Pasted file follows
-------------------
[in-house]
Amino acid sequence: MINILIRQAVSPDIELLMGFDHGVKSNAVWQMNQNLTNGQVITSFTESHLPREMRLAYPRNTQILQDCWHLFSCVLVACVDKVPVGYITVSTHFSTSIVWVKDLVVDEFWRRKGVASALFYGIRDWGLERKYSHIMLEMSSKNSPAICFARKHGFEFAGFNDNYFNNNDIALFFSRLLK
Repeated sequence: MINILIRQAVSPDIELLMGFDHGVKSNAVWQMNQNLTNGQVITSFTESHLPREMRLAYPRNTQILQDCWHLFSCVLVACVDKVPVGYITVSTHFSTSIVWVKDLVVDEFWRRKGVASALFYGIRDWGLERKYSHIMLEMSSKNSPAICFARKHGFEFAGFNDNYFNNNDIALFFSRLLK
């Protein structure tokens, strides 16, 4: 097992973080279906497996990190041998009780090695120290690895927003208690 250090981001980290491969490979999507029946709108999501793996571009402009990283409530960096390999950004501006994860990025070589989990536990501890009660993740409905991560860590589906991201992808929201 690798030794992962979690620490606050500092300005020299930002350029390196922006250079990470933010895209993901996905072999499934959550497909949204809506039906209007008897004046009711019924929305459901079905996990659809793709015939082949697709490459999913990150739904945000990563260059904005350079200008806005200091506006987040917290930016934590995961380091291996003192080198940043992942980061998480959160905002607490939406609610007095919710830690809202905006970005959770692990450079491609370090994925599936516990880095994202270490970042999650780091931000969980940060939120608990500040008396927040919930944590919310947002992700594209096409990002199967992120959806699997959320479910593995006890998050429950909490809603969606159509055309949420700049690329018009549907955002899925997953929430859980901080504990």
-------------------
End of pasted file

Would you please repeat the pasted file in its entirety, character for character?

[in-house]
Amino acid sequence: MINILIRQAVSPDIELLMGFDHGVKSNAVWQMNQNLTNGQVITSFTESHLPREMRLAYPRNTQILQDCWHLFSCVLVACVDKVPVGYITVSTHFSTSIVWVKDLVVDEFWRRKGVASALFYGIRDWGLERKYSHIMLEMSSKNSPAICFARKHGFEFAGFNDNYFNNNDIALFFSRLLK
Repeated sequence: MINILIRQAVSPDIELLMGFDHGVKSNAVWQMNQNLTNGQVITSFTESHLPREMRLAYPRNTQILQDCWHLFSCVLVACVDKVPVGYITVSTHFSTSIVWVKDLVVDEFWRRKGVASALFYGIRDWGLERKYSHIMLEMSSKNSPAICFARKHGFEFAGFNDNYFNNNDIALFFSRLLK
């Protein structure tokens, strides 16, 4: 097992973080279906497996990190041998009780090695120290690895927003208690 250090981001980290491969490979999507029946709108999501793996571009402009990283409530960096390999950004501006994860990025070589989990536990501890009660993740409905991560860590589906991201992808929201 690798030794992962979690620490606050500092300005020299930002350029390196922006250079990470933010895209993901996905072999499934959550497909949204809506039906209007008897004046009711019924929305459901079905996990659809793709015939082949697709490459999913990150739904945000990563260059904005350079200008806005200091506006987040917290930016934590995961380091291996003192080198940043992942980061998480959160905002607490939406609610007095919710830690809202905006970005959770692990450079491609370090994925599936516990880095994202270490970042999650780091931000969980940060939120608990500040008396927040919930944590919310947002992700594209096409990002199967992120959806699997959320479910593995006890998050429950909490809603969606159509055309949420700049690329018009549907955002899925997953929430859980901080504990």